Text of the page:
The visual introduction of the “Flower Moon” fields and its gorgeous, verdant valley comes with a snaking guitar line and, of course, an ominous, blowsy harmonica sound hauntingly reminiscent of “The Irishman.”

“I think it’s less a matter of the importance of the harmonica — played by Yonnet here as well — than the feeling of it, the presence of the sound within the picture,” says the director.

Another potently dangerous and primal sound that Scorsese sought from Robinson while discussing the tone of “Flower Moon” came during Mollie’s eye-darting march through the streets of her Oklahoma town. As the scene unspools, with her slow witnessing of unfriendly white faces and her teary desire to kill them all, a thick, rattling bass line co-mingled with the dense thud of native drums and low grumbling brass as Robertson’s response to Scorsese’s request.

“What I wanted was a steady, driving pulse, something like a bolero, where the tragic love story and the whole world around it tightens and tightens until everybody’s either dead, or damaged, or heartbroken, or behind bars,” said Scorsese. “In that sense, the score was a real cinematic component. That’s also true of Robbie’s work in ‘The Irishman.'”

During a recent speech following Robertson’s passing, Scorsese recalled the somnolent, insistent hum of swirling cicadas for “Silence” – “cicadas in early September in Kyushu, cicadas in late August in Hokkaido, all different kinds of sounds of cicadas in different parts of Japan and at different times of year.”

That same insect musicality wound its way into “Killers of the Flower Moon.”

Scorsese stated that the tone of the cicadas added an element to “Killers of the Flower Moon” that “felt right for the beginning of the picture, when the pipe is buried. It’s an ethereal sound, an ambient texture that sometimes feels like or suggests music. That’s quite different from ‘Silence,’ where I was looking for a way of expressing the sound of silence. That’s the basis from which Robbie started on that picture, with those recordings.”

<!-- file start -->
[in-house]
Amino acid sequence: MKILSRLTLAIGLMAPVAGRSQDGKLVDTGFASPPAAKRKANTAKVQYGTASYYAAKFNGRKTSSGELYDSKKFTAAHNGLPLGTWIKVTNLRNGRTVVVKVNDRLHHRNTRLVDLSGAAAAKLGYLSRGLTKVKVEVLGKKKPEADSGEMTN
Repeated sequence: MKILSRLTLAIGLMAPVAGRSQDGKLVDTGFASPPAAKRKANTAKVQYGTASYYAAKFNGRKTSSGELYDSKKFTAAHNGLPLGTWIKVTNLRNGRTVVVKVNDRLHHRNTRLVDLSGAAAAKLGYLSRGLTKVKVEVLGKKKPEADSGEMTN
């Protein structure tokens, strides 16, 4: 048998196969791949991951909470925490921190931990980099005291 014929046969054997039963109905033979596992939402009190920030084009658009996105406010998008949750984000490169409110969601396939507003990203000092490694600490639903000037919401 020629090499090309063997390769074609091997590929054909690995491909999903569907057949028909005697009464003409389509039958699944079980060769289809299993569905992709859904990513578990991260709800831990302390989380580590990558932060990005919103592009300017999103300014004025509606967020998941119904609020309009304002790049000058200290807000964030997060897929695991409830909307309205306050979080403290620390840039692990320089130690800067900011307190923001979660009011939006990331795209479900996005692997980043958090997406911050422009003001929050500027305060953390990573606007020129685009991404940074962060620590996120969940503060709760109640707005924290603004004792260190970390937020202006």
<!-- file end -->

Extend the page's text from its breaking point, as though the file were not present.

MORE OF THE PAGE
Robertson’s Indigenous heritage – of Cayuga and Mohawk ancestry – has been well-documented. Along with writing about that lineage in his 2016 autobiography, “Testimony,” solo albums of Robertson’s — such as his self-titled album of 1987, his “Music for the Native Americans” (1994) and “Contact from the Underworld of Redboy” (1998) — sing prayerful, original songs in dedication to the Cayuga and Mohawk people.

“Robbie’s cultural heritage became more and more important to him the older he got,” says Scorsese. “It was also important to me, because of our friendship over so many years. It was very much a part of why I came to make ‘Killers.”

Though Robertson did not make it to the 76th Cannes Film Festival in May of 2023 for the film’s first public screening, Robertson took in their accomplishments of “Killers of the Flower Moon” with pride.

“He saw it through to the end,” recalled Scorsese about their last professional moments as a collaborative duo. “And that was nice.”

Considering Scorsese’s lifelong friendships with fellow cinematic artists such as Robertson, actor Robert DeNiro and editor Thelma Schoonmaker, the question arises as to why the director attaches himself to certain collaborators over a period of decades, beyond, perhaps, a shared aesthetic.

“There are many ways of answering that question,” he says. “The easy way is: I’ve been lucky. But I would also say that making films is two things at the same time: intensely private and personal on the one hand, and shared on the other. No one can make a movie all alone. Certain kinds of films, yes — maybe you could really say that Stan Brakhage made films alone. But he had to work with the people who processed the pictures, and he was a part of the avant-garde community of filmmakers who all responded to each other’s work. But in my case, as a narrative filmmaker, I have to work with other people. And over the years, I’ve found quite a few people that I trust, people with whom I can go deeper, trying things out, exploring, working until we get to the point where it all feels right. Robbie. Bob. Thelma. Leo. Other people as well.”

And now that repertory company of sorts will be minus one, as Scorsese has to find a new musical partner to fit into the cinematic lineage that he and Robertson have built since 1976.

“I’ll work with people who bring something different,” Scorsese says, optimistically, “but I would never imagine that someone could replace Robbie.”